A 16-piece set of jade belt ornaments was found in the same place. A lion appeared on all but one piece, each of which features the animal in a uniquely different posture. Although jade traditionally came from Hetian (also known as Khotan) in what is now the Xinjiang Uygur autonomous region, by the Tang era it had long entered canonical Chinese culture.
Tang emperors routinely gave jade or jade-embedded gold belts to their high-level officials. The royal favor was bestowed not on a mere whim but according to strict protocol that dictated, among other things, the specific pattern that would appear on the belt plaques.
“The combination of a ‘foreign’ motif with a typical Chinese carving material, as well as its incorporation into the court culture, all signaled an assimilation process that lay at the heart of the Silk Road exchanges,” Li says.
Unearthed in Xinjiang and dating back to Tang is a clay rendition of the lion dance, widely performed during the Chinese lunar new year then and now. The two pairs of legs protrud- ing from the underbelly of the lion indicate that there were two performers.
Compared with Han, the Tang Dynasty had remarkably more trueto-life portrayals of lions by artists and artisans, who, presumably, had more opportunity to observe the animal firsthand. Concrete details bristle where free imagination used to reign.
But that does not mean there was little room for imagination; in fact, the reverse is true. A Tang Dynasty cup unearthed in Henan province had a peacock’s resplendent tail wrapped around it to form a horn shape, the peacock itself being an exotic bird. The conical shape points unequivocally to a specific type of wine container known as a rhyton, which first appeared in the Aegean region during the Bronze Age, before being produced over wide areas of ancient Eurasia. This particular one, realized in Tang Dynasty tri-colored porcelain (yellow, green and white), is most likely the work of a Chinese craftsman.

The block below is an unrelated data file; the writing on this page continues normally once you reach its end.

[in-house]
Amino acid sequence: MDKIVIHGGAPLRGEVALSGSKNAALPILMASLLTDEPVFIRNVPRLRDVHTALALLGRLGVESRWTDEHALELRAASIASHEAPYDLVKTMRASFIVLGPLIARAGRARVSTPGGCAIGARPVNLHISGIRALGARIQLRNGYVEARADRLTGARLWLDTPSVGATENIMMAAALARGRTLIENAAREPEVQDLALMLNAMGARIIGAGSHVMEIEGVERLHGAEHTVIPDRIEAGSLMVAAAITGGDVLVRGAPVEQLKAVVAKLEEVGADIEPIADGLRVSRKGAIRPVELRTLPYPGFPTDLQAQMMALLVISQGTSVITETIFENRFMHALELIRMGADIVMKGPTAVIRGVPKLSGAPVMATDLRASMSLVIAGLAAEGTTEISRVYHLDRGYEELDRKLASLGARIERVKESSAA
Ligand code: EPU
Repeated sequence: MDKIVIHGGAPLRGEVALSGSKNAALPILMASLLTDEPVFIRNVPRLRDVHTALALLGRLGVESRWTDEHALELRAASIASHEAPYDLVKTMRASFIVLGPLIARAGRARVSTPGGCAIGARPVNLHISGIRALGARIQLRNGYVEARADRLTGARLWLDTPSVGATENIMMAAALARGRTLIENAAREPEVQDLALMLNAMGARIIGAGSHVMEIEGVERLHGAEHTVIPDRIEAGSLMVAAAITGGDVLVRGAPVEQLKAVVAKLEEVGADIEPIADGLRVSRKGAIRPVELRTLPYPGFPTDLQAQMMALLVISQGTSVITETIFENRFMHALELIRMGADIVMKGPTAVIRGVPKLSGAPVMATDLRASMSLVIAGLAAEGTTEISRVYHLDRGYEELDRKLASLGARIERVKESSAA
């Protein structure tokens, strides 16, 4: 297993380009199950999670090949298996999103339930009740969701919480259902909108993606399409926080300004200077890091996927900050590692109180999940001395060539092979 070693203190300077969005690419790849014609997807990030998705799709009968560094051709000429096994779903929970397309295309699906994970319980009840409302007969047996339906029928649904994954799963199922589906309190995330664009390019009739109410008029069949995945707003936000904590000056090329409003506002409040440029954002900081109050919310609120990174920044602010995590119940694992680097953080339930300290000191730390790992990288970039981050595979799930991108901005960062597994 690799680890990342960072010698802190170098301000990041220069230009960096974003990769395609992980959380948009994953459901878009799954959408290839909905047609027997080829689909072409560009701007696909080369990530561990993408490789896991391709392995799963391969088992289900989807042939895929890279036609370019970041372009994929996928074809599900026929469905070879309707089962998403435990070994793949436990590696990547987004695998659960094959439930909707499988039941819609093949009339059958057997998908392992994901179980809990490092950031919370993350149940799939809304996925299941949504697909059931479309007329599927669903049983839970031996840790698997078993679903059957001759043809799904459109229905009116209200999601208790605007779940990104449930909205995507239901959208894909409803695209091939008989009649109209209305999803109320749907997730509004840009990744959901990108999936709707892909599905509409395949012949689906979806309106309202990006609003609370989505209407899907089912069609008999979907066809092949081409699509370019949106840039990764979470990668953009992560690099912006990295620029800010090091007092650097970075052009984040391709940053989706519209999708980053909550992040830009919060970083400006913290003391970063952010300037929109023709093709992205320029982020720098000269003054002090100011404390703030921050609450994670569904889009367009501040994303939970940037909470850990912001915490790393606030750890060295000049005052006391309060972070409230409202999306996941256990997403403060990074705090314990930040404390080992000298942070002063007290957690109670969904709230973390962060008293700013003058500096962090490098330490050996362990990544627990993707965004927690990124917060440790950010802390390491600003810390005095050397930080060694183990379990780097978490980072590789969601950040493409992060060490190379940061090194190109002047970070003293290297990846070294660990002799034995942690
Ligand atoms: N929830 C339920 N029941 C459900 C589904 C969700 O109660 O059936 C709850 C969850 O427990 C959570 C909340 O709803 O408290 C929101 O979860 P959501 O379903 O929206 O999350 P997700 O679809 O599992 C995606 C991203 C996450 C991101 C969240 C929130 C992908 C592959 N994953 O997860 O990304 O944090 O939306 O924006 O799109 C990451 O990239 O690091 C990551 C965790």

Another imported animal worth noting is the elephant, not merely because of its bulk, but also because of its close association with Buddhism, which continued to exert its influence through the ancient Silk Road. Bricks painted with white elephants have been discovered in the city of Dunhuang, Gansu, whose fabled grottoes are home to gorgeous religious paintings and rare Buddhist scriptures.
More earthly versions could be found in a gilt bronze elephant and a rhinoceros, unearthed in the burial ground of a Han Dynasty vassal king in East China. Both animals were accompanied by their grooms, who must have traveled the same distance before arriving in China two millennia ago.
In life as well as in death, these real-life animals had competed with mythical ones to win the favor of artists, and thus the chance of eternal life. The latter group included the makara, a sea creature in Hindu mythology that has the body of a fish and the head of a dragon. Another was the kalavinka, a Buddhist creation with a bird’s torso, a human head and the most exquisite voice. Very often their images grace a gilt silver plate or even gold hairpin for an aristocratic lady.
Culture and commerce, spiritual and mundane, the Silk Road animals are emblems for all.
On display at the previous Hong Kong exhibition were a polychrome painted horse and its tamer, both unearthed in the central Chinese city of Luoyang, a bustling commercial center and destination for endless streams of caravans during the Tang era.
Despite being lavishly harnessed, the horse shows no sign of obedience. This has resulted in tension and drama between the steed and the man, who, with legs wide apart, arms outstretched and veins on the wrists swelling up, tries desperately to rein in the muscular animal.
Ge says: “Undauntedness: Man or animal, that’s what they need to measure the length of the Silk Road, with their own steps. And those who did so can never be contained.”
A Tang Dynasty painted clay model depicting lion dance performers. It was unearthed in Xinjiang Uygur autonomous region.
Han Dynasty painted wooden horse, unearthed in Gansu province.
Han Dynasty bronze galloping horse and sparrow, unearthed in Gansu.
4 1. Tang Dynasty polychrome painted horse and tamer, unearthed in Luoyang city, Henan province; 2. Han Dynasty gilt bronze elephant and groom, unearthed in Jiangsu province; 3, 5. Sui Dynasty (581-618) pottery camel and load, unearthed in Xi’an. The sacks on the camel’s back are decorated with images of the greek wine god, Dionysus, and his disciples; 4. Remains of the ancient Silk Road relay station in Xinjiang Uygur autonomous region; 6. Fourth-sixth century Byzantine gilt silver dish, unearthed in Gansu, featuring the Roman wine god Bacchus reclining on a leopard.